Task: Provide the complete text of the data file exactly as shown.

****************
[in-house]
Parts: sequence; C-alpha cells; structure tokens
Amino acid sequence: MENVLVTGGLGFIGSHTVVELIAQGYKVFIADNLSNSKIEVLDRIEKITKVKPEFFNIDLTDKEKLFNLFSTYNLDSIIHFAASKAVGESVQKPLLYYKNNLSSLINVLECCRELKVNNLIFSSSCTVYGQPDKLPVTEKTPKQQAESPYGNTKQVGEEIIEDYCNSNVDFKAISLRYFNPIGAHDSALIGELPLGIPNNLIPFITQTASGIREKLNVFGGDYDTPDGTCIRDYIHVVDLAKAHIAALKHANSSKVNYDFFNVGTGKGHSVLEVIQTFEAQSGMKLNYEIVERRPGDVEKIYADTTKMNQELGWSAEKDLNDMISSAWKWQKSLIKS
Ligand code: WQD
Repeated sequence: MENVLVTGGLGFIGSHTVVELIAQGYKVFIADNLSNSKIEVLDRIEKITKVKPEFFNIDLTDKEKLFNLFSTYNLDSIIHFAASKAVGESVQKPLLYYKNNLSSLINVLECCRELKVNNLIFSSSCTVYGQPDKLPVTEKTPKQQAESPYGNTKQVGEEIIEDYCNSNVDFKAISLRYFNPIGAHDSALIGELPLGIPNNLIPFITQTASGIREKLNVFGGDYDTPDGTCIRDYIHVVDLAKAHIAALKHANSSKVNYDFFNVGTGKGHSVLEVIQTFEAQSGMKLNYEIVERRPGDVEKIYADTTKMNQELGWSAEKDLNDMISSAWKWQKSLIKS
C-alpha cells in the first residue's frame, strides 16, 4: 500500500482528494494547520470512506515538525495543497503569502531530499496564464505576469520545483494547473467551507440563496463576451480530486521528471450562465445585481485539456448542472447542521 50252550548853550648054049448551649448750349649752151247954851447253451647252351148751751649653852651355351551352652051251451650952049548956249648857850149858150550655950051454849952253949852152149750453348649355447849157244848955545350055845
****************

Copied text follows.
[in-house]
Parts: sequence; C-alpha cells; structure tokens
Amino acid sequence: MENVLVTGGLGFIGSHTVVELIAQGYKVFIADNLSNSKIEVLDRIEKITKVKPEFFNIDLTDKEKLFNLFSTYNLDSIIHFAASKAVGESVQKPLLYYKNNLSSLINVLECCRELKVNNLIFSSSCTVYGQPDKLPVTEKTPKQQAESPYGNTKQVGEEIIEDYCNSNVDFKAISLRYFNPIGAHDSALIGELPLGIPNNLIPFITQTASGIREKLNVFGGDYDTPDGTCIRDYIHVVDLAKAHIAALKHANSSKVNYDFFNVGTGKGHSVLEVIQTFEAQSGMKLNYEIVERRPGDVEKIYADTTKMNQELGWSAEKDLNDMISSAWKWQKSLIKS
Ligand code: WQD
Repeated sequence: MENVLVTGGLGFIGSHTVVELIAQGYKVFIADNLSNSKIEVLDRIEKITKVKPEFFNIDLTDKEKLFNLFSTYNLDSIIHFAASKAVGESVQKPLLYYKNNLSSLINVLECCRELKVNNLIFSSSCTVYGQPDKLPVTEKTPKQQAESPYGNTKQVGEEIIEDYCNSNVDFKAISLRYFNPIGAHDSALIGELPLGIPNNLIPFITQTASGIREKLNVFGGDYDTPDGTCIRDYIHVVDLAKAHIAALKHANSSKVNYDFFNVGTGKGHSVLEVIQTFEAQSGMKLNYEIVERRPGDVEKIYADTTKMNQELGWSAEKDLNDMISSAWKWQKSLIKS
C-alpha cells in the first residue's frame, strides 16, 4: 500500500482528494494547520470512506515538525495543497503569502531530499496564464505576469520545483494547473467551507440563496463576451480530486521528471450562465445585481485539456448542472447542521 50252550548853550648054049448551649448750349649752151247954851447253451647252351148751751649653852651355351551352652051251451650952049548956249648857850149858150550655950051454849952253949852152149750453348649355447849157244848955545350055845